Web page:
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Monday, October 09, 2017

The Enormous Emotional Toll of Trumpism

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"At a certain point, the distaste becomes exhaustion. Donald Trump’s presence in our national life has been alternately infuriating, embarrassing, revolting, gross and bizarre. His non-stop assaults on our political norms are testing our capacity to sustain constant outrage without giving in to despair.

I meet victims of Trump fatigue everywhere. They stop me in airports and restaurants and on the street and ask how long we’ll have to put up with this madness – when will Bob Mueller finally bring him down, and how much more can our systems bend before they break. When I tell them Trump is likely to clamor on until either the 2018 election slows him down or the 2020 election stops him (or if Russian interference, non-white voter suppression and liberal perfectionism succeed again, ‘til he terms out in 2024), the look on their faces is something akin to terror.

For many Americans – many humans – Trump’s presidency can often feel unbearable.

Try as you might to put him out of your mind, he blunders back into your consciousness. He lumbers across your television and cellphone screens in his giant Trump suits, squinting and pouting with his silent, sullen wife or exhausted looking cabinet members in tow. One minute he’s tearing up international agreements. The next, he’s tweeting out his inner demons, mocking people of color, taunting unstable dictators with stupid nicknames and generally wreaking havoc. The Trump Show is the reality TV train wreck you can’t turn off, no matter how badly you want to. No sooner does he ruin one thing (so much for empathetic hurricane response being Presidenting 101) than he’s on to the next one (stay tuned to find out what our “tease to commercial break” president means by “the calm before the storm!”)

Even his cabinet seems to be succumbing to Trump exhaustion. Rex Tillerson, his miserable secretary of state, is said to slouch and grimace in Trump’s presence. He fails to return White House phone calls. And he apparently told associates at the Pentagon that Trump is a “fucking moron.” It’s tough to sympathize with Tillerson, the oil mogul and Putin pal currently decimating the half-empty State Department. But it’s not hard to relate to his sense of ennui. Trump’s presidency is enervating. Every day is a new game of Russian-aided roulette. We careen from hour to hour, wondering if he’ll blow up our healthcare system, our access to birth control, our tentative peace with Iran, our European alliances or literally us, via nuclear war with North Korea.

Recently I asked a cross-section of politically active observers to describe the constant barrage of Trump news and its impact on their psyches. They offered adjectives that descended from bad to worse.

 

“Exhausting,” said one lifelong Republican, adding that they are “sick of it.”

 

 

 

The Enormous Emotional Toll of Trumpism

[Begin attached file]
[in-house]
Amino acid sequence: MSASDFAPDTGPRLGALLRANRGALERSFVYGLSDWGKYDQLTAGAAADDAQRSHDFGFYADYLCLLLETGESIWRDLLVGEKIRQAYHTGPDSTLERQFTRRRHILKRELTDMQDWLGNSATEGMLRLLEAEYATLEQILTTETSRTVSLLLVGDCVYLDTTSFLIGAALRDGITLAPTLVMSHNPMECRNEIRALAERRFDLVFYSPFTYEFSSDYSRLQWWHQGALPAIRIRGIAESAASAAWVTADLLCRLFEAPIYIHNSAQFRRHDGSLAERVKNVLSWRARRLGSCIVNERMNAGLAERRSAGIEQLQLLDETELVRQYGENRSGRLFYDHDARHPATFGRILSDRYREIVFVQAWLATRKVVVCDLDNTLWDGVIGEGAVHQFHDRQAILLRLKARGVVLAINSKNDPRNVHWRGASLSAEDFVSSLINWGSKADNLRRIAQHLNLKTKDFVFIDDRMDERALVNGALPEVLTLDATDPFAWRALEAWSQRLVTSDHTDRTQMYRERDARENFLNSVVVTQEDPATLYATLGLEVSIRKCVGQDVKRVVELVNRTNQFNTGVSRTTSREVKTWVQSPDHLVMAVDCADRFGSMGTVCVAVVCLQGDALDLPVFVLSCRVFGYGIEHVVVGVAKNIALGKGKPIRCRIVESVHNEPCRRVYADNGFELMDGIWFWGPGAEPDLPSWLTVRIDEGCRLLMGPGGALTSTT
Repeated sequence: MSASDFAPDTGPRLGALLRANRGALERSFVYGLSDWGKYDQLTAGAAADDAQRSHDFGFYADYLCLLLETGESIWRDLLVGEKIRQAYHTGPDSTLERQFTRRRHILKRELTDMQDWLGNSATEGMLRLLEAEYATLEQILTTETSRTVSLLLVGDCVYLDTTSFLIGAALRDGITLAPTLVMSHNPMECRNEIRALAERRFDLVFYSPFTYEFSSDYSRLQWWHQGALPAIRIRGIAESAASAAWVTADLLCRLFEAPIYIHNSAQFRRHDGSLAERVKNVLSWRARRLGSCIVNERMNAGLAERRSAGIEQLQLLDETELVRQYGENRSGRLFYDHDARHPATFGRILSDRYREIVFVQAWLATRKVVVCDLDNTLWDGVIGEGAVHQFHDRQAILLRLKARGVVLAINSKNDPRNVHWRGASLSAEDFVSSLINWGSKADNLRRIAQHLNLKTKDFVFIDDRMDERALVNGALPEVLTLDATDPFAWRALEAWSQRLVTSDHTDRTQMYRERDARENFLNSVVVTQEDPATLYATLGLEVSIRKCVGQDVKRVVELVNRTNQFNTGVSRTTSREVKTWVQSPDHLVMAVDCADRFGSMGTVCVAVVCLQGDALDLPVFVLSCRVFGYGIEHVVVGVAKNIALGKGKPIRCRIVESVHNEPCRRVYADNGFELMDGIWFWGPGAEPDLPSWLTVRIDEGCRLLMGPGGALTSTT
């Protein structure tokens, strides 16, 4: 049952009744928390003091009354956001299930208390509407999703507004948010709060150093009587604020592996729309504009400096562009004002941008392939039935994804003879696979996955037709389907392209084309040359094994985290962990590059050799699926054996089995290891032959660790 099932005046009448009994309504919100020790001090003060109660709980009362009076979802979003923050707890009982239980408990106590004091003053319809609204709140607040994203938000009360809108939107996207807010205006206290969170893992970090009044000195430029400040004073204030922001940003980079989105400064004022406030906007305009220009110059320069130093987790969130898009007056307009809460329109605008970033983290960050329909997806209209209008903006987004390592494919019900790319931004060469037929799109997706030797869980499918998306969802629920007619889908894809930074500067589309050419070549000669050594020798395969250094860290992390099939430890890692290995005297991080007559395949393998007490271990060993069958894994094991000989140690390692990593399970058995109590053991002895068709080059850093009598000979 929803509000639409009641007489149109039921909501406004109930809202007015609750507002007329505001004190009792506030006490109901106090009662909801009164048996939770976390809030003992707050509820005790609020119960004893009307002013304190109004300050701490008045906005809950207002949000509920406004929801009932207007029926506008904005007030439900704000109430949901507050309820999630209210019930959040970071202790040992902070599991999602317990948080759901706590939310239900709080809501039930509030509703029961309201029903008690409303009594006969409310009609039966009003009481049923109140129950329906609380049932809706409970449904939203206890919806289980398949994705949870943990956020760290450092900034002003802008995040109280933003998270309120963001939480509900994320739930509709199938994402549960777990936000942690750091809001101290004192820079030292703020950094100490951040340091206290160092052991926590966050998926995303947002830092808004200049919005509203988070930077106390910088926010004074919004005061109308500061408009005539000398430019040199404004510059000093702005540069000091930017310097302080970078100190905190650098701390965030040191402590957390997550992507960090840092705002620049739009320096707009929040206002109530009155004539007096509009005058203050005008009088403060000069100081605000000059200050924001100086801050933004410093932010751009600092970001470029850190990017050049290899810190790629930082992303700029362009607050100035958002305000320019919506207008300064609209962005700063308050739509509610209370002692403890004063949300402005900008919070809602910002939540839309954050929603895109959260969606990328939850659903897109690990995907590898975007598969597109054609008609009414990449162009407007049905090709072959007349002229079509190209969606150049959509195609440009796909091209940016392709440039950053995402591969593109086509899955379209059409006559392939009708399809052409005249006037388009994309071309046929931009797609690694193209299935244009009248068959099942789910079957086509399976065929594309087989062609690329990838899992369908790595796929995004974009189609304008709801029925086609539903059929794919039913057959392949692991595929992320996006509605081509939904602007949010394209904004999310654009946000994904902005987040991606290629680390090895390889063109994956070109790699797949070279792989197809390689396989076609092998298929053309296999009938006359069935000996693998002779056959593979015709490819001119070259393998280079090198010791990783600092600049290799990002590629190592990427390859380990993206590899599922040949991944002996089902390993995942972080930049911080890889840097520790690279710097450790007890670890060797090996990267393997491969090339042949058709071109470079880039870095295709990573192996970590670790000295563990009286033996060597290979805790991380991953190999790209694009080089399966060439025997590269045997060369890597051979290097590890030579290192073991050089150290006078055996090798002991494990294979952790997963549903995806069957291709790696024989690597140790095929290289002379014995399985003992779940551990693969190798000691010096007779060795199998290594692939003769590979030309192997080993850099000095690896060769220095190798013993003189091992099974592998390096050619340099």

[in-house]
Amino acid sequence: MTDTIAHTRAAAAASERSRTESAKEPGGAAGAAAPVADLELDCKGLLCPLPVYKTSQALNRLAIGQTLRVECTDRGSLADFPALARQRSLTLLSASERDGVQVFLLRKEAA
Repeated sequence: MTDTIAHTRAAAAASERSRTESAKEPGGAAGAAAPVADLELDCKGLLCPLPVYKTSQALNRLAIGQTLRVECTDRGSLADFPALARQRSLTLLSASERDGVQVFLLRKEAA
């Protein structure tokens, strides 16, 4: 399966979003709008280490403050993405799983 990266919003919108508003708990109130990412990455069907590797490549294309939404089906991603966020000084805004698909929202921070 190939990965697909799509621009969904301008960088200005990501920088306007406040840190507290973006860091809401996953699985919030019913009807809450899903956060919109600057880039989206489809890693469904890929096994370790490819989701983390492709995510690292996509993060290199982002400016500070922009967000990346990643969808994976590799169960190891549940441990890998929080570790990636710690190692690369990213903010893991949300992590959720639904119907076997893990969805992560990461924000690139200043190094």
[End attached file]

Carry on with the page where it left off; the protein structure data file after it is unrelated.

JOY-ANN REID10.07.17 10:33 AM ETAt a certain point, the distaste becomes exhaustion. Donald Trump’s presence in our national life has been alternately infuriating, embarrassing, revolting, gross and bizarre. His non-stop assaults on our political norms are testing our capacity to sustain constant outrage without giving in to despair.I meet victims of Trump fatigue everywhere. They stop me in airports and restaurants and on the street and ask how long we’ll have to put up with this madness – when will Bob Mueller finally bring him down, and how much more can our systems bend before they break. When I tell them Trump is likely to clamor on until either the 2018 election slows him down or the 2020 election stops him (or if Russian interference, non-white voter suppression and liberal perfectionism succeed again, ‘til he terms out in 2024), the look on their faces is something akin to terror.For many Americans – many humans – Trump’s presidency can often feel unbearable.Try as you might to put him out of your mind, he blunders back into your consciousness. He lumbers across your television and cellphone screens in his giant Trump suits, squinting and pouting with his silent, sullen wife or exhausted looking cabinet members in tow. One minute he’s tearing up international agreements. The next, he’s tweeting out his inner demons, mocking people of color, taunting unstable dictators with stupid nicknames and generally wreaking havoc. The Trump Show is the reality TV train wreck you can’t turn off, no matter how badly you want to. No sooner does he ruin one thing (so much for empathetic hurricane response being Presidenting 101) than he’s on to the next one (stay tuned to find out what our “tease to commercial break” president means by “the calm before the storm!”)Even his cabinet seems to be succumbing to Trump exhaustion. Rex Tillerson, his miserable secretary of state, is said to slouch and grimace in Trump’s presence. He fails to return White House phone calls. And he apparently told associates at the Pentagon that Trump is a “fucking moron.” It’s tough to sympathize with Tillerson, the oil mogul and Putin pal currently decimating the half-empty State Department. But it’s not hard to relate to his sense of ennui. Trump’s presidency is enervating. Every day is a new game of Russian-aided roulette. We careen from hour to hour, wondering if he’ll blow up our healthcare system, our access to birth control, our tentative peace with Iran, our European alliances or literally us, via nuclear war with North Korea.Recently I asked a cross-section of politically active observers to describe the constant barrage of Trump news and its impact on their psyches. They offered adjectives that descended from bad to worse.“Exhausting,” said one lifelong Republican, adding that they are “sick of it.”

 

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